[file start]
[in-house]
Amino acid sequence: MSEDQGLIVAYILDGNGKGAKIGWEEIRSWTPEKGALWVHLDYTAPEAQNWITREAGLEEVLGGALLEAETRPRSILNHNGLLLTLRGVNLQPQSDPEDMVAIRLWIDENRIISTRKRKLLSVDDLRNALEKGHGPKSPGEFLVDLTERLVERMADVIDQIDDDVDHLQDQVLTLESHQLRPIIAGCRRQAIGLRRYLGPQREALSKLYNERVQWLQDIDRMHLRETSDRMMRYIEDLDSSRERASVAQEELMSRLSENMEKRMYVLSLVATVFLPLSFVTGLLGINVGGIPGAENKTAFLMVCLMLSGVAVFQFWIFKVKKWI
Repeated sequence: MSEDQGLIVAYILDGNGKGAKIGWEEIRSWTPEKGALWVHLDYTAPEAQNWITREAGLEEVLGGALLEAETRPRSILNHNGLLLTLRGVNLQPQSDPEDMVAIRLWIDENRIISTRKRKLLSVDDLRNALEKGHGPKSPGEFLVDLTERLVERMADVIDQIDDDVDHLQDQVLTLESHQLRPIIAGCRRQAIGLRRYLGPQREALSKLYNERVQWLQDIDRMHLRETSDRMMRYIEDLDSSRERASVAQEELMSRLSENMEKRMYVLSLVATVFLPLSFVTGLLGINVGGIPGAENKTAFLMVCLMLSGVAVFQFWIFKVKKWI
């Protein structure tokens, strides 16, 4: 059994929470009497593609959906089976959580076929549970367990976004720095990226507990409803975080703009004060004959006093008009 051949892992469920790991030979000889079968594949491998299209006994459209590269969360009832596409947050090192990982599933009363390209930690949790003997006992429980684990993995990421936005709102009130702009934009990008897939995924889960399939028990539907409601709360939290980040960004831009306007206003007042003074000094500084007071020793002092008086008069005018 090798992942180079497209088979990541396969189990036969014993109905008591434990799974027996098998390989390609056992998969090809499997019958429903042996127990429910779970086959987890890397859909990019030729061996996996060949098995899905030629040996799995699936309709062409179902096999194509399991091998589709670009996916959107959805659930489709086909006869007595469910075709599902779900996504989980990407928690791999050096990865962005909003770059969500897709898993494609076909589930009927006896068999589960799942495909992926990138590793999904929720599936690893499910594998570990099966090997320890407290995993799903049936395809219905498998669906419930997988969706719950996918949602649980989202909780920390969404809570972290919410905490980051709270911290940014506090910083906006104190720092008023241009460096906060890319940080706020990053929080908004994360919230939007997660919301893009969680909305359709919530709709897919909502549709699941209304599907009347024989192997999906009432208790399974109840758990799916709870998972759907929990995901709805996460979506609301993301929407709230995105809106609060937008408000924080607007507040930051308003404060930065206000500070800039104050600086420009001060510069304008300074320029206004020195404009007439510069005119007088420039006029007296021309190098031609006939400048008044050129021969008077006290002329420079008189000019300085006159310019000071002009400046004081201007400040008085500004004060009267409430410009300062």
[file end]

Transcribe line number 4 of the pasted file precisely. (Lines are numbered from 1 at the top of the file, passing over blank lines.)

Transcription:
């Protein structure tokens, strides 16, 4: 059994929470009497593609959906089976959580076929549970367990976004720095990226507990409803975080703009004060004959006093008009 051949892992469920790991030979000889079968594949491998299209006994459209590269969360009832596409947050090192990982599933009363390209930690949790003997006992429980684990993995990421936005709102009130702009934009990008897939995924889960399939028990539907409601709360939290980040960004831009306007206003007042003074000094500084007071020793002092008086008069005018 090798992942180079497209088979990541396969189990036969014993109905008591434990799974027996098998390989390609056992998969090809499997019958429903042996127990429910779970086959987890890397859909990019030729061996996996060949098995899905030629040996799995699936309709062409179902096999194509399991091998589709670009996916959107959805659930489709086909006869007595469910075709599902779900996504989980990407928690791999050096990865962005909003770059969500897709898993494609076909589930009927006896068999589960799942495909992926990138590793999904929720599936690893499910594998570990099966090997320890407290995993799903049936395809219905498998669906419930997988969706719950996918949602649980989202909780920390969404809570972290919410905490980051709270911290940014506090910083906006104190720092008023241009460096906060890319940080706020990053929080908004994360919230939007997660919301893009969680909305359709919530709709897919909502549709699941209304599907009347024989192997999906009432208790399974109840758990799916709870998972759907929990995901709805996460979506609301993301929407709230995105809106609060937008408000924080607007507040930051308003404060930065206000500070800039104050600086420009001060510069304008300074320029206004020195404009007439510069005119007088420039006029007296021309190098031609006939400048008044050129021969008077006290002329420079008189000019300085006159310019000071002009400046004081201007400040008085500004004060009267409430410009300062």